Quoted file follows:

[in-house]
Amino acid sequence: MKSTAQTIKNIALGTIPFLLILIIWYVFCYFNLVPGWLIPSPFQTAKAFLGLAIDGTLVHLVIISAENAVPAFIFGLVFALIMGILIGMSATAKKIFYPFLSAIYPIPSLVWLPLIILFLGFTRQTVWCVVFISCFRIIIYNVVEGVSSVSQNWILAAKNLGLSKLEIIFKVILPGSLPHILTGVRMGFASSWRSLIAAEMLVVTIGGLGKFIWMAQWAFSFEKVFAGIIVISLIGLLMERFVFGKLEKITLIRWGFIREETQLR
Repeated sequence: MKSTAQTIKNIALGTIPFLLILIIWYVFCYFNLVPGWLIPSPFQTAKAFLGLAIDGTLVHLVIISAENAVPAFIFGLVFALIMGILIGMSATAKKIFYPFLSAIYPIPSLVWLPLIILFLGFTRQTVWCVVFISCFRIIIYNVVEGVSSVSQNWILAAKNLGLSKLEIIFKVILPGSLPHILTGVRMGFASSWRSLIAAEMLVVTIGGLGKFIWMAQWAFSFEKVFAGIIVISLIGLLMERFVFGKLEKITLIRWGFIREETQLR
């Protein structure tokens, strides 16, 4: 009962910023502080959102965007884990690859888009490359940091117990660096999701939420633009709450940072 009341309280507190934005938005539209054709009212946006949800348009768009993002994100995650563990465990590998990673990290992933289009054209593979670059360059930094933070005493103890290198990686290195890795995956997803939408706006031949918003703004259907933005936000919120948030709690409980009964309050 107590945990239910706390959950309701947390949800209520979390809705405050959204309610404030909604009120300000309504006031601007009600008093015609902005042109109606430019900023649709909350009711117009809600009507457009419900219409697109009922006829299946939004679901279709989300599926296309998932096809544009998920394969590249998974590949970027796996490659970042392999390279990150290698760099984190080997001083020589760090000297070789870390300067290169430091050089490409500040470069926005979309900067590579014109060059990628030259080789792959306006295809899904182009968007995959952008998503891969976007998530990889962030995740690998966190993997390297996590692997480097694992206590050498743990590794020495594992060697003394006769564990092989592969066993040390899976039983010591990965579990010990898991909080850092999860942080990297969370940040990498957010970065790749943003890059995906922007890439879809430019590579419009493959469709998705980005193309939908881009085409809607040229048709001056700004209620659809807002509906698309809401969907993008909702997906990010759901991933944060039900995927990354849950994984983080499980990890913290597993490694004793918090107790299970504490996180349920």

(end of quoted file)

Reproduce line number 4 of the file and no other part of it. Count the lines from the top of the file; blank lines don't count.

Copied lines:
């Protein structure tokens, strides 16, 4: 009962910023502080959102965007884990690859888009490359940091117990660096999701939420633009709450940072 009341309280507190934005938005539209054709009212946006949800348009768009993002994100995650563990465990590998990673990290992933289009054209593979670059360059930094933070005493103890290198990686290195890795995956997803939408706006031949918003703004259907933005936000919120948030709690409980009964309050 107590945990239910706390959950309701947390949800209520979390809705405050959204309610404030909604009120300000309504006031601007009600008093015609902005042109109606430019900023649709909350009711117009809600009507457009419900219409697109009922006829299946939004679901279709989300599926296309998932096809544009998920394969590249998974590949970027796996490659970042392999390279990150290698760099984190080997001083020589760090000297070789870390300067290169430091050089490409500040470069926005979309900067590579014109060059990628030259080789792959306006295809899904182009968007995959952008998503891969976007998530990889962030995740690998966190993997390297996590692997480097694992206590050498743990590794020495594992060697003394006769564990092989592969066993040390899976039983010591990965579990010990898991909080850092999860942080990297969370940040990498957010970065790749943003890059995906922007890439879809430019590579419009493959469709998705980005193309939908881009085409809607040229048709001056700004209620659809807002509906698309809401969907993008909702997906990010759901991933944060039900995927990354849950994984983080499980990890913290597993490694004793918090107790299970504490996180349920």